Body Mass Index Changes in Early Childhood
S. B. Jabakhanji; F. Boland; M. Ward; R. Biesma
Year of publication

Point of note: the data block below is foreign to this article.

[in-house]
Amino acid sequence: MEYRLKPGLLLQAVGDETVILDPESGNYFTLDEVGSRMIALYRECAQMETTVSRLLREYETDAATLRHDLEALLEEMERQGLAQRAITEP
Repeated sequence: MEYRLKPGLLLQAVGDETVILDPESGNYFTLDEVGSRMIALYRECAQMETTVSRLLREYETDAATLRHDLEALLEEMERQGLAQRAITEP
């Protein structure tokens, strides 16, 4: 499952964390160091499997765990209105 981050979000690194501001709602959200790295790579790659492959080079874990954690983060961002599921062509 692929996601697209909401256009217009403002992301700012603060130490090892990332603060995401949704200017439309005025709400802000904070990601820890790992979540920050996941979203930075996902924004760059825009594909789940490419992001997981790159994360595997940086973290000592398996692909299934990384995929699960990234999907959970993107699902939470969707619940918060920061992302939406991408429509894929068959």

OBJECTIVE: To longitudinally investigate body mass index (BMI) in young children in Ireland and identify factors and critical time points associated with changes in BMI. STUDY DESIGN: Data on 11 134 children were collected in the nationally representative Growing Up in Ireland infant cohort study. Height and weight were measured at 9 months, 3 years, and 5 years of age. Multilevel regression was used to identify risk factors associated with changes in BMI over time (n = 10 377), combining a unique set of covariates collected from the child and the 2 main caregivers (usually the mother and father). RESULTS: The proportion of children ≥85th percentile of World Health Organization growth criteria was 39% at 9 months, 44% at 3 years, and 30% at 5 years. Children born large for gestational age (13%) and those with rapid infant weight gain (25%) consistently had higher BMI. Low average BMIs were consistently seen in children born small for gestational age (10%) or before 37 weeks (7%). Smaller variations in BMI existed for other factors including ethnicity, household structure, caregiver weight status, breastfeeding, sex, socioeconomic status, sleeping hours, childcare, and region. CONCLUSIONS: In this study, differences at birth and in infancy appear to be most strongly associated with variation in BMI at all ages. Nevertheless, belonging to a number of other high-risk groups cumulatively could lead children to develop critical weight states. Policy-makers should target families with interventions before and during pregnancy when dominant risk factors are still modifiable. Longer-term follow-up of children may be needed to study associations later in childhood.